“Perhaps in time the Lord will lead you to reach out to them. But for now, I think you should go to your aunt and try again. She is the only family you have, and perhaps the Lord will move on her heart to see your past mistakes with grace instead of judgement.” Father Murphy stood and replaced the chair against the far wall as the warden came to collect Isaac.
The warden gave them both a gruff hello as he unlocked the cell, the sound of the key turning in the lock resounding down the long brick corridor.
“Allow us a moment to pray, would you Warden?” Father Murphy asked. The warden gave a slight nod and stood to the side. Isaac came out of the cell while Father Murphy placed his hands on his shoulders. “Almighty Father, I thank You this day for my brother Isaac. Give him wisdom and strength as he goes from this place into the world. Help him to hear Your voice. Lead and guide his footsteps. In the name of our Holy Father, Amen.”
Isaac smiled as the warden led him down the long, straight corridor, Father Murphy trailing behind. Some of the other inmates were awake and they looked at him with jealousy and despair as he walked passed their cells. He felt for them, had tried to tell many of them of the saving grace of Jesus. Very few had listened, too mired in their own pain to give him heed. It was the ones who had listened that he was sad to leave behind.
They came to the end of the hallway and walked down a flight of stairs to the first story. As they neared the doors leading out into the big rectangular courtyard, he called out to the man in cell 119. “Remember the Lord, Harris! I’ll be praying for you!” The older man lifted his hand to wave goodbye. He limped over to the bars, his back bowed with age and hard labor.
Harris had been one of the men Isaac had been able to lead to God. “And with you, son. I’ll be waiting for you at the Pearly Gates.” Isaac smiled sadly. Harris would never see the other side the prison gates. He was serving a life sentence for killing a man during a robbery.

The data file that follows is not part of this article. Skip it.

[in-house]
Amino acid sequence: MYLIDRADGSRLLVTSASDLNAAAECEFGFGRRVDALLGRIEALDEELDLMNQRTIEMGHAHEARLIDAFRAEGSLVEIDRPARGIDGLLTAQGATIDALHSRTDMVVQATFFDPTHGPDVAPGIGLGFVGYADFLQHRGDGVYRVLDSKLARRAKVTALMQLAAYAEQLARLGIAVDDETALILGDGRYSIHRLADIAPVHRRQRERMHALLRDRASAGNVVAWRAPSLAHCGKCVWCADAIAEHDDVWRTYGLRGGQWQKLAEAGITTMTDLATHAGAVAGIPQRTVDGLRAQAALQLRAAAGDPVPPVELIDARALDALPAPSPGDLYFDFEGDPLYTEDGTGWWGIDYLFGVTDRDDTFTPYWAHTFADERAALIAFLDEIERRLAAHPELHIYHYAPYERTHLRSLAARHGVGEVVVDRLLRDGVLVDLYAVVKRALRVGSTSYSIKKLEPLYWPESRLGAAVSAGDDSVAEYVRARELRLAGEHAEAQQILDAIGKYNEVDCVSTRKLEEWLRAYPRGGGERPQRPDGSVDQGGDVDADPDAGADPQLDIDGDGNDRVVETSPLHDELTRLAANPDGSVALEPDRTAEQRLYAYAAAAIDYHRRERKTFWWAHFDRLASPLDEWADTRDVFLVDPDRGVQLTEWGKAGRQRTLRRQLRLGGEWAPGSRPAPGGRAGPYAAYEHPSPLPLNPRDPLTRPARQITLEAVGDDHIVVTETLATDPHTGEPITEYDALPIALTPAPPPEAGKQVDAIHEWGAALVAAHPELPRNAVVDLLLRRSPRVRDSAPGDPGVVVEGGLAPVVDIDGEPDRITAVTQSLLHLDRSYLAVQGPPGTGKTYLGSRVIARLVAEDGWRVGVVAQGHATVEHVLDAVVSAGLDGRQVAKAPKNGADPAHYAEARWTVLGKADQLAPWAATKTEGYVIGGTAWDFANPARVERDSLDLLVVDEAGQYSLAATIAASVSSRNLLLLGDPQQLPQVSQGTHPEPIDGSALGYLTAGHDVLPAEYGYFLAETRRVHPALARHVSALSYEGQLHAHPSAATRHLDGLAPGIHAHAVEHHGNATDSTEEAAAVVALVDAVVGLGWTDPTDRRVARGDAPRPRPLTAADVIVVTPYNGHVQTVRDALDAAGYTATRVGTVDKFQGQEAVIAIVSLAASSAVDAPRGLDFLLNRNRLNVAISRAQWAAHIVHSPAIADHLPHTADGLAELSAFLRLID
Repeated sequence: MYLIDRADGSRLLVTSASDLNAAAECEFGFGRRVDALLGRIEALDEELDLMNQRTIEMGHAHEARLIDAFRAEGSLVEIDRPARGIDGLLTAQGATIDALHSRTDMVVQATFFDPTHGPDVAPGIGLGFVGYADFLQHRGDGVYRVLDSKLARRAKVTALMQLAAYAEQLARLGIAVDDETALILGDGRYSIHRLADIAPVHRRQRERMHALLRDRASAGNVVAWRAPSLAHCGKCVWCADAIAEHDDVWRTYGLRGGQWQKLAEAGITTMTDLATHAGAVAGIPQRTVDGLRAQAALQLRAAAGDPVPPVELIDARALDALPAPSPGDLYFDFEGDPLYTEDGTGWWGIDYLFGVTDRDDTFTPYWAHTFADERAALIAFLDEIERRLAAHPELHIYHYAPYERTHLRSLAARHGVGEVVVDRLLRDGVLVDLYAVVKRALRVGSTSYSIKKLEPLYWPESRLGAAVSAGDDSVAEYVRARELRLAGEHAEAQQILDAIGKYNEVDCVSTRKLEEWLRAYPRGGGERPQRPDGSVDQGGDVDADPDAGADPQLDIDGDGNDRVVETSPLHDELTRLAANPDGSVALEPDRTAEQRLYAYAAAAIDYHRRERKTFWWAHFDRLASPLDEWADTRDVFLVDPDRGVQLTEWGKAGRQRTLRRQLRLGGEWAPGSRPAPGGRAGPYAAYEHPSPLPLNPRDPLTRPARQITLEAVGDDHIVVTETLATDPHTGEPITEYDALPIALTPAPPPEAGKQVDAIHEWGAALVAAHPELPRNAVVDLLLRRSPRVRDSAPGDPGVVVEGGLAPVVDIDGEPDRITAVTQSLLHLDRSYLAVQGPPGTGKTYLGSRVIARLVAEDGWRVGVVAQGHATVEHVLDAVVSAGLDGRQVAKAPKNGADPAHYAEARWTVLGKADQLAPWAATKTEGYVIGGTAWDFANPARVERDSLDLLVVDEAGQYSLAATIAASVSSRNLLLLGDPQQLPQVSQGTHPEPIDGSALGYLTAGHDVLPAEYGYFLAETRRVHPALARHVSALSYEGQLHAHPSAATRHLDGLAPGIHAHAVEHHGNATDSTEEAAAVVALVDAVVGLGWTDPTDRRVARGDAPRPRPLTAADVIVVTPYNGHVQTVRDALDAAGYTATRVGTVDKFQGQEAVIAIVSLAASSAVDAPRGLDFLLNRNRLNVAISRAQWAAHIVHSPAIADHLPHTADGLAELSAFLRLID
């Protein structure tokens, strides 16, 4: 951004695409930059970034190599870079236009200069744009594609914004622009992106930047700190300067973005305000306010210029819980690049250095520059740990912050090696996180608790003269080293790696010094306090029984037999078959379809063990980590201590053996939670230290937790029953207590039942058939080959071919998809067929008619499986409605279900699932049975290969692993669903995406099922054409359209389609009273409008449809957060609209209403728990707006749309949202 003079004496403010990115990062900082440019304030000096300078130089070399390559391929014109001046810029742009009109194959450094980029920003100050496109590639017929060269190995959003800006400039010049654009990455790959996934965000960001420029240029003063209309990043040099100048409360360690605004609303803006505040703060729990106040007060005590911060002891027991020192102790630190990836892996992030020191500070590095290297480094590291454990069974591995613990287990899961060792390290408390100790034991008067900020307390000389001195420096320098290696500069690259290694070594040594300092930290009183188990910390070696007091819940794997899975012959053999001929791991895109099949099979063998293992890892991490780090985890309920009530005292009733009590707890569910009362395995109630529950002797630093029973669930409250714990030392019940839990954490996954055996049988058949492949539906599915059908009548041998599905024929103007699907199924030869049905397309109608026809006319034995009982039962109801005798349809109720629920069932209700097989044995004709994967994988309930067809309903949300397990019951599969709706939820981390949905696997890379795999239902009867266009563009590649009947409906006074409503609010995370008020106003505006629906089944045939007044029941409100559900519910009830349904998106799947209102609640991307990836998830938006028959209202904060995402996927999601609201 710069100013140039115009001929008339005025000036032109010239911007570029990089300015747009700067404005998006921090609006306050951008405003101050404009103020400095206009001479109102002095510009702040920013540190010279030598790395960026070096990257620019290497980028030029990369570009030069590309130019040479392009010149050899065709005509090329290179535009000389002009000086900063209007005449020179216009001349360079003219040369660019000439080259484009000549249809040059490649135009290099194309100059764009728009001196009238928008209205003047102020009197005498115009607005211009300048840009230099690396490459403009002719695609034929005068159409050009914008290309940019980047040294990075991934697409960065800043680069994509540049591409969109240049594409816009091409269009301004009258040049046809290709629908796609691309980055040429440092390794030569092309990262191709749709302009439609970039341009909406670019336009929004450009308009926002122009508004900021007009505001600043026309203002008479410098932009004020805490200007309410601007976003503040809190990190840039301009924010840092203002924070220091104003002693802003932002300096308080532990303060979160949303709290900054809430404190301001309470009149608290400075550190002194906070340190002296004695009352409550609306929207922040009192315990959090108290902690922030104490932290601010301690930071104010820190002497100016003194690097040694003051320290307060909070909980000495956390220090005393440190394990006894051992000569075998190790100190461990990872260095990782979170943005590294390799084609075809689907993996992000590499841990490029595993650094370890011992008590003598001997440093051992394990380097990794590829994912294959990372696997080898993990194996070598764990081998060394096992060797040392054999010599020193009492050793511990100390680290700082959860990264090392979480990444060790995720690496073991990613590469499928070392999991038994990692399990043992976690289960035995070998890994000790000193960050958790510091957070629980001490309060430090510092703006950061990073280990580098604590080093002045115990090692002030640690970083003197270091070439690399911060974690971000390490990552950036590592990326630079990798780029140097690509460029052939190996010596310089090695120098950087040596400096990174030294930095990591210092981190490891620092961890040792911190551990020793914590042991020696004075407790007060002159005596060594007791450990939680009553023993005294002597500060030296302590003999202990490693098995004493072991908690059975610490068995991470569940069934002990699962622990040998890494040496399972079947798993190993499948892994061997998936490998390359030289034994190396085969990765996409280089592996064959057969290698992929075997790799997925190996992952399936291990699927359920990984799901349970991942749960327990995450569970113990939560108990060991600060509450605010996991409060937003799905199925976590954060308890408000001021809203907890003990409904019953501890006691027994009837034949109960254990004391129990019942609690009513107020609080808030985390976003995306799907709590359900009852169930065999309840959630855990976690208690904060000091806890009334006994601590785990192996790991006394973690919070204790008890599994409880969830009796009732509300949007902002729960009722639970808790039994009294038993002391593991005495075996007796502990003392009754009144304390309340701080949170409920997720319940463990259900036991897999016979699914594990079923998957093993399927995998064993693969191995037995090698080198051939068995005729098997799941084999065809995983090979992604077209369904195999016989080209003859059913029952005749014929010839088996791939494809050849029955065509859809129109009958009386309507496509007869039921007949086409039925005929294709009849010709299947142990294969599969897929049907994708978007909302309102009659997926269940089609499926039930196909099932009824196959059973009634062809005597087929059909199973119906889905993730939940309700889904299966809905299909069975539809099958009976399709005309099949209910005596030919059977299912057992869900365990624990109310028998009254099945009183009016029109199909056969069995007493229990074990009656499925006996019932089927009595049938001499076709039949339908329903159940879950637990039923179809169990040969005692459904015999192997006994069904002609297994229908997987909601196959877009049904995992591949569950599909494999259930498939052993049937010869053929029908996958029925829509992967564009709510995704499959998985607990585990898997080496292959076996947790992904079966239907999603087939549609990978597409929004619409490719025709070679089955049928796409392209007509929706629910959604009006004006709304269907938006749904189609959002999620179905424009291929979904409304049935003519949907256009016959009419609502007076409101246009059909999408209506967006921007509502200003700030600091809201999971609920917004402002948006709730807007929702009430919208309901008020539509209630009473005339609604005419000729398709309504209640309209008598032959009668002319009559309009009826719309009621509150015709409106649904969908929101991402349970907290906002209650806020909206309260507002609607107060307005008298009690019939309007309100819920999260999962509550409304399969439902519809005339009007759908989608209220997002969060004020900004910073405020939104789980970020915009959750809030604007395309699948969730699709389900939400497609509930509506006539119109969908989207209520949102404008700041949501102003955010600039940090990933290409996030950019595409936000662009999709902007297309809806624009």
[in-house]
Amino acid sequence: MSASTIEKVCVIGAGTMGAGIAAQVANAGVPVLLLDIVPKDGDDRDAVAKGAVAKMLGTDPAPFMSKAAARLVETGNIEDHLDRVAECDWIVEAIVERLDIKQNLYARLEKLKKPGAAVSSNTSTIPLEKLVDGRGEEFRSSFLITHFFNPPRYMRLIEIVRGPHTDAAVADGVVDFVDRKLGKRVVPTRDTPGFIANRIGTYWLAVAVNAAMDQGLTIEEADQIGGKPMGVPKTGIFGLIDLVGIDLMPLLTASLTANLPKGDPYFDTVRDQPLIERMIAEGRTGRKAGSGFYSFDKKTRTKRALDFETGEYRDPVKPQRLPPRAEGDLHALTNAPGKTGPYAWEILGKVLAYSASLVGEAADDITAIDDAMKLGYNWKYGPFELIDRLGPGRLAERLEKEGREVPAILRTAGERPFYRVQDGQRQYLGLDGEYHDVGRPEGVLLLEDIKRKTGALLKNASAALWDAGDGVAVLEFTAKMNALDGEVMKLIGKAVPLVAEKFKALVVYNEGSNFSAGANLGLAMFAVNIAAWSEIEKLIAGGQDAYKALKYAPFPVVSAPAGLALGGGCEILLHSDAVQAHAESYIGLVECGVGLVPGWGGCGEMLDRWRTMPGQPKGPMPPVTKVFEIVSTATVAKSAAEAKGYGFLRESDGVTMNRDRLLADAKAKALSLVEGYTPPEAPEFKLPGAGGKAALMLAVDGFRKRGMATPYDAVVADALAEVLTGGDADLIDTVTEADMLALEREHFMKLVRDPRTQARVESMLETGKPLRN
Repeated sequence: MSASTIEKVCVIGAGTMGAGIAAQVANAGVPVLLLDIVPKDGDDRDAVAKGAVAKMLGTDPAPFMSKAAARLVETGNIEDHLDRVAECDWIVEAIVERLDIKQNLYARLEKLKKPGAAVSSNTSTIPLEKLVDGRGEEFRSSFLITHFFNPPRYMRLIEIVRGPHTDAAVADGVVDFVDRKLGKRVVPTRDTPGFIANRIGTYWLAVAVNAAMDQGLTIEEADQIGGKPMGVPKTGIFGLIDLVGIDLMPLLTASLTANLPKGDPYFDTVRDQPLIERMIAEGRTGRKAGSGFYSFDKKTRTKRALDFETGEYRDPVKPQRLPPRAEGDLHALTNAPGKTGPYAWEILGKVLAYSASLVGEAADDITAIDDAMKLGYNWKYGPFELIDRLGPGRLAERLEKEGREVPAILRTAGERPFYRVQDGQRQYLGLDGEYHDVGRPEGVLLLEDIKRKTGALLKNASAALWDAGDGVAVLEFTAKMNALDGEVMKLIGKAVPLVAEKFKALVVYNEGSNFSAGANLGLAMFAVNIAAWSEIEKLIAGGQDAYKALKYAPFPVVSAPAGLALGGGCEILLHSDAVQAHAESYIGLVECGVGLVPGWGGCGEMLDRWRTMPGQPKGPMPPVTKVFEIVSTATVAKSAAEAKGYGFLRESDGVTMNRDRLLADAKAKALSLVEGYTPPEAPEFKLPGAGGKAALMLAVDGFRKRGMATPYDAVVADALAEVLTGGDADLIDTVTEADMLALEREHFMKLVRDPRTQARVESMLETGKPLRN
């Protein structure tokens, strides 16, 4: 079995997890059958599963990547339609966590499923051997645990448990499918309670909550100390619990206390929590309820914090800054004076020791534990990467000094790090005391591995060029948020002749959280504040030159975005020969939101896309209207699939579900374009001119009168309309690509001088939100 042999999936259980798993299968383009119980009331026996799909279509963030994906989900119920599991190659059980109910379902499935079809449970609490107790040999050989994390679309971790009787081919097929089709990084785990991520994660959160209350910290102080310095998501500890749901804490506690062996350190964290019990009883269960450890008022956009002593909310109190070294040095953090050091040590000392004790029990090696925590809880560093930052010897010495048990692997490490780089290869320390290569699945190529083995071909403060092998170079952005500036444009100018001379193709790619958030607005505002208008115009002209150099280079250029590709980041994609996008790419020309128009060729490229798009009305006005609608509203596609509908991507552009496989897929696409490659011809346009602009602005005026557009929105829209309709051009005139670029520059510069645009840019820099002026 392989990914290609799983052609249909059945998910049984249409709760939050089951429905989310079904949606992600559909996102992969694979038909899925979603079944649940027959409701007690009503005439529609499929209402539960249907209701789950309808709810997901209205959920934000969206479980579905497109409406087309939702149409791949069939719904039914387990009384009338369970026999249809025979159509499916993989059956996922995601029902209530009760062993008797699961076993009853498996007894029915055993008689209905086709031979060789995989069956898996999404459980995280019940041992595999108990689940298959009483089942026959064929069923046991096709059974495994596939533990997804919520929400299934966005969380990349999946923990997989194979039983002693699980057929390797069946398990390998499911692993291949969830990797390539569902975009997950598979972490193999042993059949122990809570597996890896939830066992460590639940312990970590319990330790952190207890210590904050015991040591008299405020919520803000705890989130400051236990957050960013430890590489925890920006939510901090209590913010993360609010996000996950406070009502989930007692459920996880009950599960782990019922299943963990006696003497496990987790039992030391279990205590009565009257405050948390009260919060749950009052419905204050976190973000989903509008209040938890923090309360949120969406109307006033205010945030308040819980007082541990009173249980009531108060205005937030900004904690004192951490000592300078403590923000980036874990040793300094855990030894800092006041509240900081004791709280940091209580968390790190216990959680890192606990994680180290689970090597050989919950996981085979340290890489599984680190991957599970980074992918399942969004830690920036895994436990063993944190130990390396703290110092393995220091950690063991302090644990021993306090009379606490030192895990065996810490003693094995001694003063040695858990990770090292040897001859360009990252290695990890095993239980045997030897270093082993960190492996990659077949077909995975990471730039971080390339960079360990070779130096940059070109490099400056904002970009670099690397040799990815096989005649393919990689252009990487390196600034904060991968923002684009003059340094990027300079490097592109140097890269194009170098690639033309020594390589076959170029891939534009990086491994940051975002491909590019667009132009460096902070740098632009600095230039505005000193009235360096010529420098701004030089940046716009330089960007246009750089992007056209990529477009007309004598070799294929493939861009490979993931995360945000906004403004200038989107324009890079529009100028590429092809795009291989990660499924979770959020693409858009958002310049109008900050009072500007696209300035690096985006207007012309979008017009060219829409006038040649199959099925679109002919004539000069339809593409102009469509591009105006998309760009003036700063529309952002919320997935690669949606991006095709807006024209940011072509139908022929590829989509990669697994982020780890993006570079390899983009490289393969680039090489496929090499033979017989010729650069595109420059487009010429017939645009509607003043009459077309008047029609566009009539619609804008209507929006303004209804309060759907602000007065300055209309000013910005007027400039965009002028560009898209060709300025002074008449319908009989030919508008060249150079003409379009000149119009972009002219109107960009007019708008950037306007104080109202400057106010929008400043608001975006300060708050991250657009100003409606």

“No talking to the other prisoners,” the warden said gruffly, pushing him ahead of him out into the growing light of dawn. The prison was situated on a flat plain, with a two-story cell block on the north and south ends of an expansive courtyard. The east and west ends of the block were where the guards lived. Around the whole complex was a brick wall reaching fifteen feet high, with hexagonal watchtowers placed at each corner. Looming ahead, in the center of the southern cellblock, was the administration building. This is where the warden was taking Isaac, to finish the paperwork for his release.
“Here,” the warden said, walking up to a barred window. The man behind the bars nodded and passed a slender box through a narrow break at the bottom of the bars. “These are your belongings. There is a room just through that door where you can change.” Isaac took the box and went where the warden had instructed him.
“I’ll wait fer ye just here, lad.” Father Murphy motioned toward the heavy metal doors leading to the outer courtyard.
Isaac changed into the clothes he had been wearing when he had first been incarcerated. He set down his new Bible and took off the white and black striped shirt and pants he’d been given when he arrived. His faded red shirt no longer fit, as his muscles now bulged from all the years of hard labor in the wagon factory. His tan britches were also snug, but at that moment he didn’t care what he looked like when he walked out.
His heart surged with anticipation. I’m almost there! I’m almost free! He couldn’t help the smile that played at his lips as he slipped on his tattered grey woolen socks and his worn leather boots. The woolen socks felt scratchy on his feet after all this time. He wiggled his toes after he put on his boots. They were much more comfortable than the shoes he’d been provided by the prison. He would have to buy some new clothes when he got out, but who knew how long that would take?
He sat down on a low wooden bench and took out the last two things at the bottom of the box: a small knife and his mother’s locket. He picked up the locket reverently and rubbed the golden surface with his thumb. He opened the clasp that held a silhouette of his mother and father.
Mama had had faith in God and had tried to instill that same faith in him. How sad would she be to know that he’d gotten so far off track? God is always there to love and forgive us, son. Don’t ever forget that… Those had been her last words to him. Even though he was only four when she had passed, he still remembered them. And she had been right, of course. He undid the chain’s clasp and redid it around his neck, pulling his collar away so he could drop the precious locket under his shirt.
Standing, he took one last look around the room, folded his digs and replaced them in the box. He took the box back out to the warden, who handed them through the window once more. “We’ve got some paperwork for you to sign. Then you can go.”
Isaac thought it would take forever for them to finish writing down his information into the heavy leather-bound ledger. He signed his name at the end of a long of his personal information. He had to think for a moment to sign his legal name instead of simply writing his prisoner number. Prisoner 16546. Never again would he be called that, and the thought made his heart leap with joy.
“Alright, Mr. Olson. You are free to go. I’ll escort you out the gates.” For the first time the warden cracked a slight smile.